4 The Wreck of the Joyita
On November 10, 1955, the small cargo ship MV Joyita was discovered drifting some 600 nautical miles off course, devoid of the crew, passengers, and cargo. The Joyita had been expected in the small New Zealand dependency of Tokelau, but it had never arrived. The mystery of what happened to those on board has seen it dubbed “The Mary Celeste of the Pacific.”
There had been 16 crew members and nine passengers, including two children, on board when the vessel had gone missing 38 days earlier. The Joyita carried four tons of cargo, including medical supplies, food, and empty oil drums, but most of that was missing. The ship’s logbook, sextant, and other navigational equipment were gone, along with all three lifeboats and the firearms that were known to be onboard. Also, there were some sinister indications of possible violence. The ship’s bridge had been smashed, and still on the deck, a doctor’s bag was found open along with several bloody bandages.
The Joyita still had plenty of fuel, and it was possible that it had been abandoned when the vessel began to take on water. However, the cork-lined hull and 80 empty oil drums on board pretty much made it unsinkable. The missing cargo may have been taken by opportunistic vessels that had come across the abandoned vessel. Others theorized that it might be pirates or possibly insurance fraud.
After the wreck, rather creepily, the Joyita was repaired and went back into service as a cargo vessel again. However, after running aground on a reef, it was at long last deemed an unlucky ship. It was stripped and broken down. Now, no trace of the Joyita remains, and the whereabouts of those unlucky souls on board remains an enduring mystery.
3 The Missing Dragonfly
Nearly 60 years after a plane went missing between Christchurch and Milford Sound, groups of searchers are still looking for it in the rugged mountainous regions of New Zealand’s South Island.
Pilot Brian Chadwick’s Dragonfly plane went missing on a scenic flight on February 12, 1962, with five passengers on board. When it failed to return, authorities embarked on one of the most extensive aerial searches in New Zealand history, but the plane was never found.
Searcher Bobby Reeve said the discovery of a woman’s boot in a remote mountain location has led them to believe the plane was about 8,000 feet up, deep in the permanent snow. “I think if it had been in the bush the whole time, it would be covered in moss—but it wasn’t, which is why I think it’s come down off the snow.” He’s asked the mountaineering community to help continue the search in the treacherous and unforgiving terrain. “It’s too dangerous—both of my sons have fallen off the side of the mountain already,” he said.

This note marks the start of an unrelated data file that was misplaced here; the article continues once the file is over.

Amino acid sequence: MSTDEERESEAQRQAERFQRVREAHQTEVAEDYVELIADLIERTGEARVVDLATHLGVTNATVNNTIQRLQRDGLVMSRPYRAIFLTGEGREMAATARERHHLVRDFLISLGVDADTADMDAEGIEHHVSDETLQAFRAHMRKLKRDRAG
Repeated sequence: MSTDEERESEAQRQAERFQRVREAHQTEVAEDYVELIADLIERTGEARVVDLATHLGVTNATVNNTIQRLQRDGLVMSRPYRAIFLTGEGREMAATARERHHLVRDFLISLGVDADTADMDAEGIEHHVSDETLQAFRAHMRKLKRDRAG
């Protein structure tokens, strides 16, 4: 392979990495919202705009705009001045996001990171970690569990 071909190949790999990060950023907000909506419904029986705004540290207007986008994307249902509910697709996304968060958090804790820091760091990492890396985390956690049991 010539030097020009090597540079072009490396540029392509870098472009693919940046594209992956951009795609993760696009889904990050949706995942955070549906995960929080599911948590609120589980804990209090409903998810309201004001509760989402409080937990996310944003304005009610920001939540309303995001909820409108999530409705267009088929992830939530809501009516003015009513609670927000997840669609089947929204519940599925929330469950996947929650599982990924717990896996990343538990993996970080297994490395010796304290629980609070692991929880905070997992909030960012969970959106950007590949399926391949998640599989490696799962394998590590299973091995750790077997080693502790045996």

And the search goes on.
2 Mysterious Moas
Despite its small size, tales abound of long-extinct birds apparently thriving away from human eyes. Moas were New Zealand’s nine species of flightless birds, thought to have become extinct about 1400 after being hunted into extinction by the indigenous Maori. The largest moa measured 3.6 meters (12 feet) at full height, weighing some 230 kilograms (510 pounds), while the smallest was approximately the size of a turkey.
Although the moa died out well before European settlement, tales of moa living in deep hidden valleys persist even to this day. When West Coast publican and mountaineer Paddy Freaney claimed to have tangled with a moa in the Cragieburn Valley in Jan 1993, authorities didn’t take it very seriously. However, there was a frenzy in the international media.
Other critters allegedly seen roaming in the more remote regions of New Zealand are more exotic, including otters, panthers, and even moose.
1 The Mystery of the Invercargill Pool Pooper
A mystery pooper dubbed “the brown bomber” struck a public pool complex in New Zealand’s southernmost city of Invercargill for six Fridays in a row in 2015.
Staff at the Splash Palace aquatic center launched an investigation into whoever could have been the pooping perpetrator of the series of weekly “code brown” evacuations of the pool complex. The worst incident saw the entire facility closed after brown bombs were found in all three pools over a three-hour period.
Unfortunately, staff was unable to find the culprit in the act because while the pool complex had cameras, they were “not high definition enough to pick up the red face of someone squinting,” explained Splash Palace spokesman Pete Thompson.
Invercargill mayor Tim Shadbolt said the international media interest generated by the serial brown bomber was not particularly good publicity for his city. “Phantom pooper in the pool isn’t the sort of headline you want,” he explained.